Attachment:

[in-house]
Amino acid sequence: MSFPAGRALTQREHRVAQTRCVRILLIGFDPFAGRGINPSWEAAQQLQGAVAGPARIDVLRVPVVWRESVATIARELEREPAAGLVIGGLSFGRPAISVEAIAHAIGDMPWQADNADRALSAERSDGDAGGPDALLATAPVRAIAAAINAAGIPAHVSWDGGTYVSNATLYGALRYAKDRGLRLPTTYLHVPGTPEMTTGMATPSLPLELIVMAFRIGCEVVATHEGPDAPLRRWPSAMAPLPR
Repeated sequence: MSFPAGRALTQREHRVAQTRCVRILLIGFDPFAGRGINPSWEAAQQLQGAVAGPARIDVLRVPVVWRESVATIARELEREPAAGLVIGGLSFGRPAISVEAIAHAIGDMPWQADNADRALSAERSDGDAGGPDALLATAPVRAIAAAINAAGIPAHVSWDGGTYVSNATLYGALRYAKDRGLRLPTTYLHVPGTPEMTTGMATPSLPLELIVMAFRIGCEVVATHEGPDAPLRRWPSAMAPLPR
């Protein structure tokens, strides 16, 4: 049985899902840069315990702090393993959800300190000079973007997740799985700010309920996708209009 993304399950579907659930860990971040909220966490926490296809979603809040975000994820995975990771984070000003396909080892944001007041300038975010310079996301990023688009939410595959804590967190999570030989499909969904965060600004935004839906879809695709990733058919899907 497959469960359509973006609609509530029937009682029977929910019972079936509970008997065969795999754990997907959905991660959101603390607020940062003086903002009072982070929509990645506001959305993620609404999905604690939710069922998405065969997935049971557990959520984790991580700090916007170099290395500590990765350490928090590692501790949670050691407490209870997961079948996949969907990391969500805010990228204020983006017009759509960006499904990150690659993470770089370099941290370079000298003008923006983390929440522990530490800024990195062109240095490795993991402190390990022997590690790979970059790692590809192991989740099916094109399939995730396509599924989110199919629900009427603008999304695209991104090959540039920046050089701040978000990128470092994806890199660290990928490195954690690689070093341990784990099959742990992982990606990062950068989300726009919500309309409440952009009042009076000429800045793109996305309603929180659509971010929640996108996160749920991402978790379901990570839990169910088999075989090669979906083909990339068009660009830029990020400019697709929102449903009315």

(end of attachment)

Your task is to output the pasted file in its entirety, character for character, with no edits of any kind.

[in-house]
Amino acid sequence: MSFPAGRALTQREHRVAQTRCVRILLIGFDPFAGRGINPSWEAAQQLQGAVAGPARIDVLRVPVVWRESVATIARELEREPAAGLVIGGLSFGRPAISVEAIAHAIGDMPWQADNADRALSAERSDGDAGGPDALLATAPVRAIAAAINAAGIPAHVSWDGGTYVSNATLYGALRYAKDRGLRLPTTYLHVPGTPEMTTGMATPSLPLELIVMAFRIGCEVVATHEGPDAPLRRWPSAMAPLPR
Repeated sequence: MSFPAGRALTQREHRVAQTRCVRILLIGFDPFAGRGINPSWEAAQQLQGAVAGPARIDVLRVPVVWRESVATIARELEREPAAGLVIGGLSFGRPAISVEAIAHAIGDMPWQADNADRALSAERSDGDAGGPDALLATAPVRAIAAAINAAGIPAHVSWDGGTYVSNATLYGALRYAKDRGLRLPTTYLHVPGTPEMTTGMATPSLPLELIVMAFRIGCEVVATHEGPDAPLRRWPSAMAPLPR
């Protein structure tokens, strides 16, 4: 049985899902840069315990702090393993959800300190000079973007997740799985700010309920996708209009 993304399950579907659930860990971040909220966490926490296809979603809040975000994820995975990771984070000003396909080892944001007041300038975010310079996301990023688009939410595959804590967190999570030989499909969904965060600004935004839906879809695709990733058919899907 497959469960359509973006609609509530029937009682029977929910019972079936509970008997065969795999754990997907959905991660959101603390607020940062003086903002009072982070929509990645506001959305993620609404999905604690939710069922998405065969997935049971557990959520984790991580700090916007170099290395500590990765350490928090590692501790949670050691407490209870997961079948996949969907990391969500805010990228204020983006017009759509960006499904990150690659993470770089370099941290370079000298003008923006983390929440522990530490800024990195062109240095490795993991402190390990022997590690790979970059790692590809192991989740099916094109399939995730396509599924989110199919629900009427603008999304695209991104090959540039920046050089701040978000990128470092994806890199660290990928490195954690690689070093341990784990099959742990992982990606990062950068989300726009919500309309409440952009009042009076000429800045793109996305309603929180659509971010929640996108996160749920991402978790379901990570839990169910088999075989090669979906083909990339068009660009830029990020400019697709929102449903009315």